You do remember CNT, don’t you? In brief, CNT makes storage hardware and accompanying services to build storage networks that span multiple sites.
Although CNT offers a variety of storage products, of its own or as a reseller for other major vendors, it’s fair to say that the company's roots are in connecting heterogeneous storage solutions over long distance links.
CNT had a busy year in 2003 with its acquisition of director-class switch vendor Inrange Technologies. It also brought to market the Ultranet Edge 3000, a smart, very compact device that routes storage traffic from mainframe and open systems across WANs.
Obviously, WAN links are the most critical segment of a storage network, being the point where multiple vendors and technologies converge. Appropriately, a cloud is used in diagrams to denote the WAN. In the cloud, network performance and latency are as inconsistent as the weather, only even less predictable.
Furthermore, to cross the WAN those bits have to go through yet another layer of connectivity, such as ATM, Dark Fiber, IP, or SONet, to complete their journey -- a passage that is unknown in the relatively safe waters of a campus LAN.
Routers, such as the CNT's Edge 3000, help a company reliably push data across the WAN, but when something goes wrong at either side of that connection, storage administrators may have a hard time identifying the malfunction and forging a remedy.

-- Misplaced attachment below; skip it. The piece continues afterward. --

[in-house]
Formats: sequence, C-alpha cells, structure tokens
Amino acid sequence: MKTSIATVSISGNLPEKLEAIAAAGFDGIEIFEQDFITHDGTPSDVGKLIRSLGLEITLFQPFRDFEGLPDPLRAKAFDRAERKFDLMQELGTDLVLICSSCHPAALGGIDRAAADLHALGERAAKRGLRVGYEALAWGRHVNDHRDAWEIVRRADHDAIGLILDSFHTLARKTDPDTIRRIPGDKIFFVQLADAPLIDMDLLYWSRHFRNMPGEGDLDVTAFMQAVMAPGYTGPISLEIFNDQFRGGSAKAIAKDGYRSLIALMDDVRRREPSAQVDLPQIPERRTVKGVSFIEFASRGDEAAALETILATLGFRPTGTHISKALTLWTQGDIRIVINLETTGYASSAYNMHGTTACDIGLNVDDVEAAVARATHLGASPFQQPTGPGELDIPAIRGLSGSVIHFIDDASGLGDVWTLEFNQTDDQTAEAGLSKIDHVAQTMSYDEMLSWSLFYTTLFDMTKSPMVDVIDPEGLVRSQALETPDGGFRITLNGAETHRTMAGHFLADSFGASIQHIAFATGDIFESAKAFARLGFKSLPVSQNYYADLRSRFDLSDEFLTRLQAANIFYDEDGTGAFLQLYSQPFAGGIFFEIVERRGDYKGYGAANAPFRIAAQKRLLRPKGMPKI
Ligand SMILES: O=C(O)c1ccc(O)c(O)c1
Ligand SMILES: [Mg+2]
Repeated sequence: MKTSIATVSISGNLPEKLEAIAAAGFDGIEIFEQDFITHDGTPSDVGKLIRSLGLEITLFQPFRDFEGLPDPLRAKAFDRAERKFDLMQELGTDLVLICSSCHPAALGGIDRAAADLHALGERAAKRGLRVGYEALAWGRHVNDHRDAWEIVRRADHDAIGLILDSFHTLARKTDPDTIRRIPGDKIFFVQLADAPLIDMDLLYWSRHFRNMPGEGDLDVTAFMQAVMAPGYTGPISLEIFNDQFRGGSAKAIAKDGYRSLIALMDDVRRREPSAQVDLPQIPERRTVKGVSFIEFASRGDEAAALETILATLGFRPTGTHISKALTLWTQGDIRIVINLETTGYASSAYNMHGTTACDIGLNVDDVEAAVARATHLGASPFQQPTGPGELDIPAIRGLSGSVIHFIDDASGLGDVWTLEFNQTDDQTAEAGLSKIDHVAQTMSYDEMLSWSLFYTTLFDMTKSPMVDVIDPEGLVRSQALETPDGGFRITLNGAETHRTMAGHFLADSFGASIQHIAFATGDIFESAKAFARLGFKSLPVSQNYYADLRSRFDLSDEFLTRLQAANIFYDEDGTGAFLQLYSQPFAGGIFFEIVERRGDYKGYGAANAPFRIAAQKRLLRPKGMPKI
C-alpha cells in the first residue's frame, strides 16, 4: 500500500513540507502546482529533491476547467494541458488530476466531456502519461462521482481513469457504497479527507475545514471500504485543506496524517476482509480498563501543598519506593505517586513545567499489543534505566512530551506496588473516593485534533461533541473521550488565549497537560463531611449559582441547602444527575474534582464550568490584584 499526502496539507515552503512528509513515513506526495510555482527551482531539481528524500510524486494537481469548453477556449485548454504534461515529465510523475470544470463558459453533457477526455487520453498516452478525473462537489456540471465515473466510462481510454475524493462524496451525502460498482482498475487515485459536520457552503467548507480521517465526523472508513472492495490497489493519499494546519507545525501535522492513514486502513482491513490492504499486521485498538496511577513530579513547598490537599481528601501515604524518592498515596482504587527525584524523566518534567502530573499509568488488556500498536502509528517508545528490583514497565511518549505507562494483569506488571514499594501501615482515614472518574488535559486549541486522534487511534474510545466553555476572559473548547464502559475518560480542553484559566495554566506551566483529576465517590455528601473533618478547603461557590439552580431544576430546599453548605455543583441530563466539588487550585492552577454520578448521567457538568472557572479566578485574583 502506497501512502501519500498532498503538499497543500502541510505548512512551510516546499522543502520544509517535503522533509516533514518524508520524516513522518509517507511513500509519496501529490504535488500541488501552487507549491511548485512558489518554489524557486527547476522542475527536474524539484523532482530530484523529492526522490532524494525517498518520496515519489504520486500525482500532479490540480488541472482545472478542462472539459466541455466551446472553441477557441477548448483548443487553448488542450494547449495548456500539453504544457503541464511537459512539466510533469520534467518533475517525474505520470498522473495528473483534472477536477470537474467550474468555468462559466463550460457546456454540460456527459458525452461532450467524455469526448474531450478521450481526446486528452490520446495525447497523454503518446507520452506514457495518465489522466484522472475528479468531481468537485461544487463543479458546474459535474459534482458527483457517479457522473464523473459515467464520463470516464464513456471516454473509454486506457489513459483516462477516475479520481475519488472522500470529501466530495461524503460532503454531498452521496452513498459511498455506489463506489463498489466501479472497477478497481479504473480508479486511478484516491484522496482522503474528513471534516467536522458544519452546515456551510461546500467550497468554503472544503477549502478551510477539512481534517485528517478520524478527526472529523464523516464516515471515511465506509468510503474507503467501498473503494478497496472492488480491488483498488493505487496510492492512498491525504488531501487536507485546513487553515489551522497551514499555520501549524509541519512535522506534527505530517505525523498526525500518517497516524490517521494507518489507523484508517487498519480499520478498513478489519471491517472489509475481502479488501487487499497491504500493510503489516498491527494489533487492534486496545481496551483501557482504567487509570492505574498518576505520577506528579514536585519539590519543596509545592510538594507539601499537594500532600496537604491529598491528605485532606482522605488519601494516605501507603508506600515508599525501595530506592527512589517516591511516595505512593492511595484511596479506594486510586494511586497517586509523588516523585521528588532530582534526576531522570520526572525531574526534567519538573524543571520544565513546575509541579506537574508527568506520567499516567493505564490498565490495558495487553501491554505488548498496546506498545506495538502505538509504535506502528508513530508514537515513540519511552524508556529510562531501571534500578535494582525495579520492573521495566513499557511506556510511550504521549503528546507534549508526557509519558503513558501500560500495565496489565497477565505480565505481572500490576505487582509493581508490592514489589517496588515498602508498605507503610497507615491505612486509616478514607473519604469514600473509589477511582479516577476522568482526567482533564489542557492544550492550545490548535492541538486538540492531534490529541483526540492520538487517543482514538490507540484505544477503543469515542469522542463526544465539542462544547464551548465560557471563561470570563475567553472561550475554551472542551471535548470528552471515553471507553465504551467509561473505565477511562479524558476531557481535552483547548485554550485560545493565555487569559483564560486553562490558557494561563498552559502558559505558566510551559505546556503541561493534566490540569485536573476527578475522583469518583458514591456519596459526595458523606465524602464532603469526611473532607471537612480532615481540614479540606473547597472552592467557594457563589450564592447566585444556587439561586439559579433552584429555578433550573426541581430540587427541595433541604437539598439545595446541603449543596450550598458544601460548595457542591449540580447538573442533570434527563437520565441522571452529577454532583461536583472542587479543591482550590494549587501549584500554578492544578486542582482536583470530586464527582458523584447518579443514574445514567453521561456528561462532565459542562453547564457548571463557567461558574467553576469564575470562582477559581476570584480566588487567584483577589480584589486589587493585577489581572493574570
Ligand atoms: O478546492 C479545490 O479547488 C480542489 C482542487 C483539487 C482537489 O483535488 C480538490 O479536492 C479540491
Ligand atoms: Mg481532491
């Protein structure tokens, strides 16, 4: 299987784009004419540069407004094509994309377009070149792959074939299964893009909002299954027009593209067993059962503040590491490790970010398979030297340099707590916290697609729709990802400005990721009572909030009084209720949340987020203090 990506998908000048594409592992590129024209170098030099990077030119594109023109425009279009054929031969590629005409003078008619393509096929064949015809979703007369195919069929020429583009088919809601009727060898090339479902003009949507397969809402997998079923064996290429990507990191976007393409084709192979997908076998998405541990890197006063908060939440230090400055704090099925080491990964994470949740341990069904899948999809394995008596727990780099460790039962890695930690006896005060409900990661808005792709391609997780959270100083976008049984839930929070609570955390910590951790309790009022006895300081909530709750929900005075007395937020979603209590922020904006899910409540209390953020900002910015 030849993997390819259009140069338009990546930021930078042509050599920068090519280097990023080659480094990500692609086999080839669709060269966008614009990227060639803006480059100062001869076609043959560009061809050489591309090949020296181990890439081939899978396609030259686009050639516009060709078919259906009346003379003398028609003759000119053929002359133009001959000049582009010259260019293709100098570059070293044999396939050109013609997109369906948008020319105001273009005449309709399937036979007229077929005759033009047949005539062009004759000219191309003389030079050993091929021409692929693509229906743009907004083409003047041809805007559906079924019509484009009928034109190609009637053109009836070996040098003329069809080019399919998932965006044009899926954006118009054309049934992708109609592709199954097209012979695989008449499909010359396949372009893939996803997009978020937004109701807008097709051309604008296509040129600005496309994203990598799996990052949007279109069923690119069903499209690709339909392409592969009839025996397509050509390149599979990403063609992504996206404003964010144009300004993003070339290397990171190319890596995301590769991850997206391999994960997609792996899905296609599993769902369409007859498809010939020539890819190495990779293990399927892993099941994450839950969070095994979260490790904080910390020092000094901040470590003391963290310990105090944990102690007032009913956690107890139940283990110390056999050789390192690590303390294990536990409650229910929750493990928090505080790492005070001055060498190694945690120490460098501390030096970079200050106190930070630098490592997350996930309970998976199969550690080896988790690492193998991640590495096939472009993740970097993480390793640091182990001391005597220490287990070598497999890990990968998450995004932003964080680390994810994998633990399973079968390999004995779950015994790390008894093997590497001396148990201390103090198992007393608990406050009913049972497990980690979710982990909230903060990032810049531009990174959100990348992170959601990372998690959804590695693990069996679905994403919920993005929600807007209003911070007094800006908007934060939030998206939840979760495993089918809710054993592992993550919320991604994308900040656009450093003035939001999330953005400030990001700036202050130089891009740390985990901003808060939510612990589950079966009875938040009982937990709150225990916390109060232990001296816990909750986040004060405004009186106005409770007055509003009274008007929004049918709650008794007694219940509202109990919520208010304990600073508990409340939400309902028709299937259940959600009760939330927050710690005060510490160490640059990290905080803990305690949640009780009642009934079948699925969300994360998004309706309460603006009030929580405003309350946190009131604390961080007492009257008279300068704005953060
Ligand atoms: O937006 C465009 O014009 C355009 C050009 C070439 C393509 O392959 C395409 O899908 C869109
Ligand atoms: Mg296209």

Distance is the obvious obstacle. Most remote departments are staffed with operating skills only, which can make a proper diagnosis of problems difficult to achieve. Remote diagnostic tools would be appropriate, but most management applications have a myopic line of sight that is limited to single areas of expertise, such as the SAN island, or the OS, or the connectivity protocol.
As a consequence, conventional SAN management software can very well detect something is wrong somewhere, but may fall short of pinpointing the exact cause, which business applications may be affected, and how best to respond.
CNT is out to fix this detection shortcoming. It believes things could be easier for storage administrators with new management software that should bring more clarity to identifying problems on storage networks. The newborn software is called inVSN Storage Network Manager, pronounced “in vision."
CNT plans to offer separate inVSN versions, with the initial version, available now, targeting open systems, and a mainframe edition to arrive in Q2.
The new product runs on Microsoft Windows 2000 servers and comes with a range of ambitious objectives, such as reducing network downtime, automatically remedying failures according to built-in rules, and in general speeding up the process of troubleshooting and getting the network back up.
The inVSN product provides these functions with a built-in awareness of each application data path, so that the business impact of errors affecting any device on the network can be assessed immediately.
The open systems edition of inVSN starts in the $6,000 to $10,000 range, and the mainframe edition will cost you $25,000 or more -- not a bad price to pay if it can reduce downtime of business-critical applications.